In my Tuesday column, I wrote about the industry’s push for the lightest possible regulation. Crypto’s insidious influence is even worse than I thought.
One large crypto donor, Sam Bankman-Fried, has been spending tens of millions in Democratic primaries, either to favor corporate Democrats friendly to weak crypto regulation—or worse, to corrupt progressives. His super PAC, Protect Our Future, supported several corporate Democrats, but also spent millions on ads promoting some progressives, including Jonathan Jackson, who won the June Democratic primary in Chicago’s heavily Black First Congressional District.
Bankman-Fried uses his alliance with progressives to sanitize himself. Then they owe him. How many of Jackson’s low-income constituents care whether he takes a dive on crypto regulation?
In Oregon’s Sixth District Democratic primary, Bankman-Fried spent an outlandish $14 million to promote unknown candidate Carrick Flynn (who lost). Worse, he used the leverage of his millions in donations to national party committees to persuade the House Majority PAC, closely associated with Speaker Nancy Pelosi (and which has no business meddling in primaries), to spend another million on Flynn.
More from Robert Kuttner
Bankman-Fried, who is barely 30, is worth $20 billion. He made most of that operating one of the largest offshore crypto exchanges, FTX, based in the Bahamas.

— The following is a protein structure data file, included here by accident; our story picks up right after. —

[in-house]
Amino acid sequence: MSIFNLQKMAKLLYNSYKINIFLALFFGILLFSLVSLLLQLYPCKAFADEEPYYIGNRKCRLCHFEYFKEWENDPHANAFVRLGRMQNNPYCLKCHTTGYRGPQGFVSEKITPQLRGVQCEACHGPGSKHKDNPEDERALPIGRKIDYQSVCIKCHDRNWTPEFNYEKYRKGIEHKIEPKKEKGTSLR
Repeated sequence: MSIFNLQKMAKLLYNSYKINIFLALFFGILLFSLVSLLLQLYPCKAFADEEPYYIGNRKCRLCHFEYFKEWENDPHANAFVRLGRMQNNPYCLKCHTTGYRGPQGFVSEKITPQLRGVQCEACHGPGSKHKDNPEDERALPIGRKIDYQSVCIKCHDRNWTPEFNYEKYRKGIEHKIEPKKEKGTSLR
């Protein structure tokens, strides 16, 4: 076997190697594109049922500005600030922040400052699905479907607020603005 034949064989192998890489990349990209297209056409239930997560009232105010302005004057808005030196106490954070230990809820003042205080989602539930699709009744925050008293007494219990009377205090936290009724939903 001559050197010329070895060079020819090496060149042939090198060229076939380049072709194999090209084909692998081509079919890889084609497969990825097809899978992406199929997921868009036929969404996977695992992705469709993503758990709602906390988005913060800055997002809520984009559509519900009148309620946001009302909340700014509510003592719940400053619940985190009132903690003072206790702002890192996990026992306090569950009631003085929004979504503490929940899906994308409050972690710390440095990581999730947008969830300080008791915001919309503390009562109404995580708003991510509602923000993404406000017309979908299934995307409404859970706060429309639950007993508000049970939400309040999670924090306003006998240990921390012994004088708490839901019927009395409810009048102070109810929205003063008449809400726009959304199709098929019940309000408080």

The big winners in the crypto game are insiders, not small users. But a story told by crypto boosters is that crypto can help Black people denied access to credit and capital, as well as the unbanked and the young. I’m skeptical. Those who have lost a trillion dollars in the 2022 crypto collapse are also disproportionately Black, young, and naïve about complex finance. The continuing disgrace of racism in credit needs to be remedied in its own terms, not by inflating badly regulated crypto.
Absent industry-backed legislation moving crypto regulation to the weaker Commodity Futures Trading Commission, most regulation would stay with the more effective Securities and Exchange Commission. The crypto industry has been promoting a whispering campaign against SEC Chair Gary Gensler, that Gensler “just doesn’t get tech.” This is nonsense. Gensler spent years at MIT studying crypto, and taught courses on it. Gensler gets crypto better than most regulators and legislators—well enough to appreciate the immense risks. That’s why he’s being demonized.
One telling emblem of the industry’s success is Rep. Ro Khanna (D-CA), one of the most admired progressive leaders in the House. Khanna, who represents Silicon Valley, walks a fine line by being tough on platform monopolies but being a genuine enthusiast of tech. Khanna has been won over to the premise that crypto represents important innovation. He is even the House lead sponsor of a light-touch bill to move much crypto regulation to the CFTC, with two Republican co-sponsors and one Democrat.
Khanna doesn’t take crypto campaign money. He told me the crypto industry should stay out of Democratic primaries. This leading House progressive backs weak crypto regulation, not because he’s corrupt but because he drinks the Kool-Aid—which is maybe worse.
Credit: Source link